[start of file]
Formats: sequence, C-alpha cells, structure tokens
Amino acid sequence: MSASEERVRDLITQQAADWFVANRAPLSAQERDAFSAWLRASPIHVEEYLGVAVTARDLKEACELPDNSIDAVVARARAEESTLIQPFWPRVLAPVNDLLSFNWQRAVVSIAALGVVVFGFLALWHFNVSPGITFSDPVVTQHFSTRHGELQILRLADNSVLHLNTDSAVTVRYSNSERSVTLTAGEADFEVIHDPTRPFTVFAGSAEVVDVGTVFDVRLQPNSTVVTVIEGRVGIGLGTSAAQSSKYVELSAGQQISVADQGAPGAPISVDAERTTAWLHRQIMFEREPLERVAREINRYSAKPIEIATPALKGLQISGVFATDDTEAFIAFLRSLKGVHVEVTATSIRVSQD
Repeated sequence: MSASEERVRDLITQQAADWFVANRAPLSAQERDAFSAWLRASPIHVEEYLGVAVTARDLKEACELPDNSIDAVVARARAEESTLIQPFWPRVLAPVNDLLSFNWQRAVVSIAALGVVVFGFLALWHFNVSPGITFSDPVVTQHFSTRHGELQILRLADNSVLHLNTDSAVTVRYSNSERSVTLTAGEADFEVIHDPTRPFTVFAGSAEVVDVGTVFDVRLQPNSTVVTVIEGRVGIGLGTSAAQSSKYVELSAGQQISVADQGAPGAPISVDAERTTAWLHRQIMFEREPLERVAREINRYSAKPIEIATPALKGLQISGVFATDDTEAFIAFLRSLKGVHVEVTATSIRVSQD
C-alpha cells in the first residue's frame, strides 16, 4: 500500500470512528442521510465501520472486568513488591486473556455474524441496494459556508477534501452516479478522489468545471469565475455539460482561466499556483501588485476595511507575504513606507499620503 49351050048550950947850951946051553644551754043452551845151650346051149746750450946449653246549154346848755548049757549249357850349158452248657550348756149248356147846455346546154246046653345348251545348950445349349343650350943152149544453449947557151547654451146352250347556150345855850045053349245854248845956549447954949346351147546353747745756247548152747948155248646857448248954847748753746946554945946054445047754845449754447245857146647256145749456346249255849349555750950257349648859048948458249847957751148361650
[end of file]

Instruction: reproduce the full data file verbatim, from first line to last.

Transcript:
Formats: sequence, C-alpha cells, structure tokens
Amino acid sequence: MSASEERVRDLITQQAADWFVANRAPLSAQERDAFSAWLRASPIHVEEYLGVAVTARDLKEACELPDNSIDAVVARARAEESTLIQPFWPRVLAPVNDLLSFNWQRAVVSIAALGVVVFGFLALWHFNVSPGITFSDPVVTQHFSTRHGELQILRLADNSVLHLNTDSAVTVRYSNSERSVTLTAGEADFEVIHDPTRPFTVFAGSAEVVDVGTVFDVRLQPNSTVVTVIEGRVGIGLGTSAAQSSKYVELSAGQQISVADQGAPGAPISVDAERTTAWLHRQIMFEREPLERVAREINRYSAKPIEIATPALKGLQISGVFATDDTEAFIAFLRSLKGVHVEVTATSIRVSQD
Repeated sequence: MSASEERVRDLITQQAADWFVANRAPLSAQERDAFSAWLRASPIHVEEYLGVAVTARDLKEACELPDNSIDAVVARARAEESTLIQPFWPRVLAPVNDLLSFNWQRAVVSIAALGVVVFGFLALWHFNVSPGITFSDPVVTQHFSTRHGELQILRLADNSVLHLNTDSAVTVRYSNSERSVTLTAGEADFEVIHDPTRPFTVFAGSAEVVDVGTVFDVRLQPNSTVVTVIEGRVGIGLGTSAAQSSKYVELSAGQQISVADQGAPGAPISVDAERTTAWLHRQIMFEREPLERVAREINRYSAKPIEIATPALKGLQISGVFATDDTEAFIAFLRSLKGVHVEVTATSIRVSQD
C-alpha cells in the first residue's frame, strides 16, 4: 500500500470512528442521510465501520472486568513488591486473556455474524441496494459556508477534501452516479478522489468545471469565475455539460482561466499556483501588485476595511507575504513606507499620503 49351050048550950947850951946051553644551754043452551845151650346051149746750450946449653246549154346848755548049757549249357850349158452248657550348756149248356147846455346546154246046653345348251545348950445349349343650350943152149544453449947557151547654451146352250347556150345855850045053349245854248845956549447954949346351147546353747745756247548152747948155248646857448248954847748753746946554945946054445047754845449754447245857146647256145749456346249255849349555750950257349648859048948458249847957751148361650